#WithGlowingHearts thanks employers who support Reservists
As Canada works to overcome the pandemic challenges, #Reservists are being mobilized to assist. With many thanks to #Employers who support them to do important work on behalf of us all. Employers also have access to tools for support such as “With Glowing Hearts” Reservist Support Program & CERP (Compensation for Employers of Reservist Program). When Employers support Reservists, they too serve our country. Thank you! @CFLCCA #CAF.
Reservists play an integral role in the companies and organizations they work for outside of their military careers. Here are three interviews that were conducted in Edmonton in 2019. They showcase the way employers and reservists support each other. If you’re an employer who is considering hiring a Reservist, these videos will provide some real world insights from both employers and reservists.
Here is an interview with Sean Pascek, Vice President with Prostar Energy/Well Service about the benefits his company has gained from employing reservist Master Corporal Wolfgang Brettner as their company’s Safety Manager. Interview was conducted in summer of 2019
Meet Kevin MacLeod, interviewed here in his role as Managing Senior Principal of Stantec Geomatix and Captain Vikesh Malhi, a reservist and Project Manager with Stantec. Interview was conducted in summer of 2019.
Cory Stockley, Dispatch Manager with Tag Logistics and Master Warrant Officer Andrew Gordey discuss their relationship and the mutual benefits of having a reservist on staff.
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About the Canadian Forces Liaison Council: The Canadian Forces Liaison Council (CFLC) is a national organization comprised of over 200 senior executives and community leaders within the private and public sectors who volunteer their time to encourage employer/educator support for the Reserve Force.
We work in partnership with the Department of National Defence to engage employers, educational institutions and other organizations to emphasise how valuable reserve service is to Canadian communities and the defence of Canada. The CFLC’s objective is to raise awareness among organizations and show how they can benefit by employing reservists and take advantage of the special leadership and skills training reservists receive.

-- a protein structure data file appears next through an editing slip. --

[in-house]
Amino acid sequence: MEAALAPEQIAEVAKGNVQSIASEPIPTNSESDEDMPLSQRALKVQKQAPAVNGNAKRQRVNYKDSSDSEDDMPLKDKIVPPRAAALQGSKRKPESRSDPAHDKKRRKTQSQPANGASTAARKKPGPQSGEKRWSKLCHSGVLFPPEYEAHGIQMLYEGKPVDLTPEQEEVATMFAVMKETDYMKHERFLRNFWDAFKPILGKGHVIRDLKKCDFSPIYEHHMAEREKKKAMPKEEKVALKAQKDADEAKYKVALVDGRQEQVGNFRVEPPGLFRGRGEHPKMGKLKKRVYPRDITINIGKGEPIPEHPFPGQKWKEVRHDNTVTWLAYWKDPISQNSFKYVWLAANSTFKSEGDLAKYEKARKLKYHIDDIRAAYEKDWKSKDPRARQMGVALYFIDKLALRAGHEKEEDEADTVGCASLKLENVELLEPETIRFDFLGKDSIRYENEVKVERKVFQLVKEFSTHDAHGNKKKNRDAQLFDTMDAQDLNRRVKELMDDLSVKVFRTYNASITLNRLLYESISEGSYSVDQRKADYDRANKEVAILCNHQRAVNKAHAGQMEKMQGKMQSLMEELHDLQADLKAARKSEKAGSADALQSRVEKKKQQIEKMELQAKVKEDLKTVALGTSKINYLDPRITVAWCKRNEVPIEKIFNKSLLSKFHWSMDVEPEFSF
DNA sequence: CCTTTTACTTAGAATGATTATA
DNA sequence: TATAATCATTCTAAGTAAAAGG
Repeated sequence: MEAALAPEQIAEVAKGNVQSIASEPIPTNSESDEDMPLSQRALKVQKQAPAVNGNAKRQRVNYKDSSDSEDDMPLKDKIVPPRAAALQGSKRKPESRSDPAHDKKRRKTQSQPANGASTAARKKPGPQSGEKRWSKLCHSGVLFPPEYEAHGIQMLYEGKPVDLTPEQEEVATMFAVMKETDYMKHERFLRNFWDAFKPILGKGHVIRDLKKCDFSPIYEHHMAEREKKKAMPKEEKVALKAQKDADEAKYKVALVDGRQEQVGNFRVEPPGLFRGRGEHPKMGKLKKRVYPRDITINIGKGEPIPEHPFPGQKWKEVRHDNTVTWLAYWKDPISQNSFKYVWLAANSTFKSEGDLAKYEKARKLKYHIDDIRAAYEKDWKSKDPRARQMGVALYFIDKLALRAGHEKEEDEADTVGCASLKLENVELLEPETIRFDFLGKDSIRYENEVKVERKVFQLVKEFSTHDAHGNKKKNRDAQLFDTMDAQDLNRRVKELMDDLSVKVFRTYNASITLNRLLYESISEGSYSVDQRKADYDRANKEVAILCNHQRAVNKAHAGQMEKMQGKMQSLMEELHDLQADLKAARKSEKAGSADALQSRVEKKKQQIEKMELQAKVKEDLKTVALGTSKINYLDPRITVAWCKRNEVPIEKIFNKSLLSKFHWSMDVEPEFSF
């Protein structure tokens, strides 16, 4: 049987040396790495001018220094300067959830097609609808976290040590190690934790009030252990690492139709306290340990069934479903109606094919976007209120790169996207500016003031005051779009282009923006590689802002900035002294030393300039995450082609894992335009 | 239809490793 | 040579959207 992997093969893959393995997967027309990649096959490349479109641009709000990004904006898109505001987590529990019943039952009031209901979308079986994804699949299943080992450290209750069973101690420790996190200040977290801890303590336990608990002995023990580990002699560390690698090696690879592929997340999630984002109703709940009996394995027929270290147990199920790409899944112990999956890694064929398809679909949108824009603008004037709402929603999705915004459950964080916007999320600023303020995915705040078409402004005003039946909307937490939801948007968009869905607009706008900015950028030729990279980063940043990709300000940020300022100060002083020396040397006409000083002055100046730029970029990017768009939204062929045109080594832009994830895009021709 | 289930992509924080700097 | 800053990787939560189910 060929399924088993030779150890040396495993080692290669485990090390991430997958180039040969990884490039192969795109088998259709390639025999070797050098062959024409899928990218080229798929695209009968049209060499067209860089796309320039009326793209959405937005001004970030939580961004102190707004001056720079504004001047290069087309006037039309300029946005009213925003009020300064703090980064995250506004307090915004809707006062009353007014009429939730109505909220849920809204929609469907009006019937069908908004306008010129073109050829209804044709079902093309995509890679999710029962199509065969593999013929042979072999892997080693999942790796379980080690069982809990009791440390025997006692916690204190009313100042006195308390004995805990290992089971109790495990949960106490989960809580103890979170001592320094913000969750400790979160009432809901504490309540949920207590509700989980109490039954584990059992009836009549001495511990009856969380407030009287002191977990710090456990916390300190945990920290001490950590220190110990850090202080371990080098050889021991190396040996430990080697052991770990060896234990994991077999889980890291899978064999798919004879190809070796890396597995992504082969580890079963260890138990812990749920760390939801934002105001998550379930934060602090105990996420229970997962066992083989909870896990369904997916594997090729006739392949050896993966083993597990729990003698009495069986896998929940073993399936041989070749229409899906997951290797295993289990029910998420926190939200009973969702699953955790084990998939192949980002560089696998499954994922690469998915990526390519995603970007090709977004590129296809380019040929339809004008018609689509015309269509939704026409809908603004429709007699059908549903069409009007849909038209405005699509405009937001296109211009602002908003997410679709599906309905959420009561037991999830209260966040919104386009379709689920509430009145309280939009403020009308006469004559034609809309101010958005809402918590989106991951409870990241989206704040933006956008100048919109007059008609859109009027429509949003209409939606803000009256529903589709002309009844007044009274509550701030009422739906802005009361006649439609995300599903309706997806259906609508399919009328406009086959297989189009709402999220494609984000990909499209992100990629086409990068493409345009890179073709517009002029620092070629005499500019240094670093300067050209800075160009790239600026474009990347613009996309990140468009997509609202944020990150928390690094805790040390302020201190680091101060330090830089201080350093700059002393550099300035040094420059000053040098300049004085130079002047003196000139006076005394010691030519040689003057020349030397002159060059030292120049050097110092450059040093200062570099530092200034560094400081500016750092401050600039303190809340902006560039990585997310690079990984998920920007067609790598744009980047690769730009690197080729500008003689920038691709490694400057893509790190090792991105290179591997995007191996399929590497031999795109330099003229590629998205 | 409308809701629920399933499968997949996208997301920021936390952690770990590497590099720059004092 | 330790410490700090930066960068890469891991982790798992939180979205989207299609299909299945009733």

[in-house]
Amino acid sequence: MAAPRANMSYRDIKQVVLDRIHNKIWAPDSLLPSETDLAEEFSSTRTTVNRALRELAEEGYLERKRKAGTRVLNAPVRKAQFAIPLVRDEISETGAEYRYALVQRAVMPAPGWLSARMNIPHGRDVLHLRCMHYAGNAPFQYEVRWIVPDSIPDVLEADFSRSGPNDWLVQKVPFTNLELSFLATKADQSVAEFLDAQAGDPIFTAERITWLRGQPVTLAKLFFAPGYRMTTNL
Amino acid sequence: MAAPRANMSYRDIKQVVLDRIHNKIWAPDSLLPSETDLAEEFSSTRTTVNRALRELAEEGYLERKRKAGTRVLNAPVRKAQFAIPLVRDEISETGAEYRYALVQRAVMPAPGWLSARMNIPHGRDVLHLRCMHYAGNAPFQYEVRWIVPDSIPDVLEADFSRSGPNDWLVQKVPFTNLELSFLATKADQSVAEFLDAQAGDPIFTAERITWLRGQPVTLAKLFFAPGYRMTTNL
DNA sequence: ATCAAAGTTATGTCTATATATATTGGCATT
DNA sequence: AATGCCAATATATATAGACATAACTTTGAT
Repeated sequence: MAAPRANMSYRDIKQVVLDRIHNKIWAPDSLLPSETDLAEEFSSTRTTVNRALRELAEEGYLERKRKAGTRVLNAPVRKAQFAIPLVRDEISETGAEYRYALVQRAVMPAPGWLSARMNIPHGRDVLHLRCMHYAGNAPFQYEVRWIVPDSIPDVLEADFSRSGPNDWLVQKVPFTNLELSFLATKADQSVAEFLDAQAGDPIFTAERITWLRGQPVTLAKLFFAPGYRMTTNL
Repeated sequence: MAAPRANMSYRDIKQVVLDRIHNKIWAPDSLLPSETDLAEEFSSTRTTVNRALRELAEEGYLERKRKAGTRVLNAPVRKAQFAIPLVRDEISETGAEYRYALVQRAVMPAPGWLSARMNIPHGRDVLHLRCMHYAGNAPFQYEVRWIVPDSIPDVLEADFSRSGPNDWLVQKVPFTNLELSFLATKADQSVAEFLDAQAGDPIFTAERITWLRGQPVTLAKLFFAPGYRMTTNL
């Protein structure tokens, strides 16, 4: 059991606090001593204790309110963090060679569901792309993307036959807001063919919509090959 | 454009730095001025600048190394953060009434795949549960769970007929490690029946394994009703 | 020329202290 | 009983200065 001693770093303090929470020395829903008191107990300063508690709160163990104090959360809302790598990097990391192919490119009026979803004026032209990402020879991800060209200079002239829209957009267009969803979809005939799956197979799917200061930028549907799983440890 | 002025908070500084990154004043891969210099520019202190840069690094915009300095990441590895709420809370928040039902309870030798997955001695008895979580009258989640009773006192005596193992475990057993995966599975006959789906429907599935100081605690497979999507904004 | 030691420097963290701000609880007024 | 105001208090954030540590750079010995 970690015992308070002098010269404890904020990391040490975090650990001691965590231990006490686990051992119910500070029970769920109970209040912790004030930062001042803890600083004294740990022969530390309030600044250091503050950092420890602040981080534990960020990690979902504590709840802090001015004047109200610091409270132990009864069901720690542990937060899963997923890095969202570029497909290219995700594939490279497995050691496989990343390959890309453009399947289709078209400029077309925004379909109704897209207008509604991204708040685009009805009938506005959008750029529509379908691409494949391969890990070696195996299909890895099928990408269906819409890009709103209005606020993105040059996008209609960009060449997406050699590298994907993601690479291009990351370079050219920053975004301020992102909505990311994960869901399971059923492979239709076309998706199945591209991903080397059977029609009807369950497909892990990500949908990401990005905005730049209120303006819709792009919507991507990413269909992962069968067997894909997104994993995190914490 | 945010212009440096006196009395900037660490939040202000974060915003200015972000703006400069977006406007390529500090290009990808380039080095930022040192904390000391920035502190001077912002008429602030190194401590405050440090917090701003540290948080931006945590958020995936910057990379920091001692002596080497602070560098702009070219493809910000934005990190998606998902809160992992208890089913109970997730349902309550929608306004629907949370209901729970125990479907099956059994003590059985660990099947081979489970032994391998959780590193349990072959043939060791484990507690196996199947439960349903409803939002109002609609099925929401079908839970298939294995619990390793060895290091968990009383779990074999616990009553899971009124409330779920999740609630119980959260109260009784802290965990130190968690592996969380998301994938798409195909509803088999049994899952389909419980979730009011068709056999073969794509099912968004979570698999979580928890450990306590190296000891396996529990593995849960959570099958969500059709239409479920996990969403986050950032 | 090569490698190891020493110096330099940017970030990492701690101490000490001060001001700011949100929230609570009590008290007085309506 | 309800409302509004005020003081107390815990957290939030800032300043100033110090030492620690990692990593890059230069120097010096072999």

We aim to educate employers of the special skills that reservists have to enable them to fulfill their military obligations and attend training courses. To do this, the Council has worked with the Defence Team to develop and deliver a wide range of effective employer support programs such as ExecuTreks. Connecting to the business community, these programs inform, engage, educate, recognize and support employers and their reservist employees.
CFLC also delivers provincial and national awards programs to recognize employers and educational institutions who demonstrate, above and beyond, support of Reservists and the Canadian Reserve Force. The Reserves form a critical component of Canada’s Defence Strategy – Strong, Secure, Engaged – and are prepared to answer the demand as our military is increasingly called to action.
Red Deer Recovery Community will offer hope for residents from Central Alberta and around the world
Central Albertans won’t be the only ones paying close attention to the official opening of the Red Deer Recovery Community next month. According to Marshall Smith, Chief of Staff to Premier Danielle Smith, jurisdictions from across North America will be looking to the Red Deer Recovery Community for potential answers to their own issues. Red Deer Recovery Community will be the first of 11 the province is opening over the coming months.
Cities across North America and beyond have been battling an addictions crisis, and losing. As the number of homeless people and the number of fatal overdoses continues to rise, cities are looking for new solutions. After years of slipping further behind, Alberta has decided on a new approach to recovery and Marshall Smith has been leading the charge.